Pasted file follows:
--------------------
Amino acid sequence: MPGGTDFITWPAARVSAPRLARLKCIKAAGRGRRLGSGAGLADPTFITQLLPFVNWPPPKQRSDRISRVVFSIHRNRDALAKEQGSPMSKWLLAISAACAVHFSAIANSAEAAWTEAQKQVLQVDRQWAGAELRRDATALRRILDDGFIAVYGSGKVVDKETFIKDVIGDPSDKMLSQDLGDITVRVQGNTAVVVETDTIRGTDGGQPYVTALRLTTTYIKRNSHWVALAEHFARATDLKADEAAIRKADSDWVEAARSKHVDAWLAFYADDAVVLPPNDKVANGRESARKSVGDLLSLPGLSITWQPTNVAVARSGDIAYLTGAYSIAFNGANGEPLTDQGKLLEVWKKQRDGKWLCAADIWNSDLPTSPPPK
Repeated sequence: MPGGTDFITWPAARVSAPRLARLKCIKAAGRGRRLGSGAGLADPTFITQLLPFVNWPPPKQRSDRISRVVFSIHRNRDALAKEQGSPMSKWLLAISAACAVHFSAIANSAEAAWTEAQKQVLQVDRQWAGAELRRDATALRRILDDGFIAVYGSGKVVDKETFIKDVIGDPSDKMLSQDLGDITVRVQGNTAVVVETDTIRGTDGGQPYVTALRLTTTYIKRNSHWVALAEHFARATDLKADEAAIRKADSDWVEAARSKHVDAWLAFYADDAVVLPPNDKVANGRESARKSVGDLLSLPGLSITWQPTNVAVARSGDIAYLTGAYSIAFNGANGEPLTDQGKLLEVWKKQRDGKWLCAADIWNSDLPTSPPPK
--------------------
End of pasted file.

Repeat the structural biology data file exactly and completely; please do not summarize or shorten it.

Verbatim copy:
Amino acid sequence: MPGGTDFITWPAARVSAPRLARLKCIKAAGRGRRLGSGAGLADPTFITQLLPFVNWPPPKQRSDRISRVVFSIHRNRDALAKEQGSPMSKWLLAISAACAVHFSAIANSAEAAWTEAQKQVLQVDRQWAGAELRRDATALRRILDDGFIAVYGSGKVVDKETFIKDVIGDPSDKMLSQDLGDITVRVQGNTAVVVETDTIRGTDGGQPYVTALRLTTTYIKRNSHWVALAEHFARATDLKADEAAIRKADSDWVEAARSKHVDAWLAFYADDAVVLPPNDKVANGRESARKSVGDLLSLPGLSITWQPTNVAVARSGDIAYLTGAYSIAFNGANGEPLTDQGKLLEVWKKQRDGKWLCAADIWNSDLPTSPPPK
Repeated sequence: MPGGTDFITWPAARVSAPRLARLKCIKAAGRGRRLGSGAGLADPTFITQLLPFVNWPPPKQRSDRISRVVFSIHRNRDALAKEQGSPMSKWLLAISAACAVHFSAIANSAEAAWTEAQKQVLQVDRQWAGAELRRDATALRRILDDGFIAVYGSGKVVDKETFIKDVIGDPSDKMLSQDLGDITVRVQGNTAVVVETDTIRGTDGGQPYVTALRLTTTYIKRNSHWVALAEHFARATDLKADEAAIRKADSDWVEAARSKHVDAWLAFYADDAVVLPPNDKVANGRESARKSVGDLLSLPGLSITWQPTNVAVARSGDIAYLTGAYSIAFNGANGEPLTDQGKLLEVWKKQRDGKWLCAADIWNSDLPTSPPPK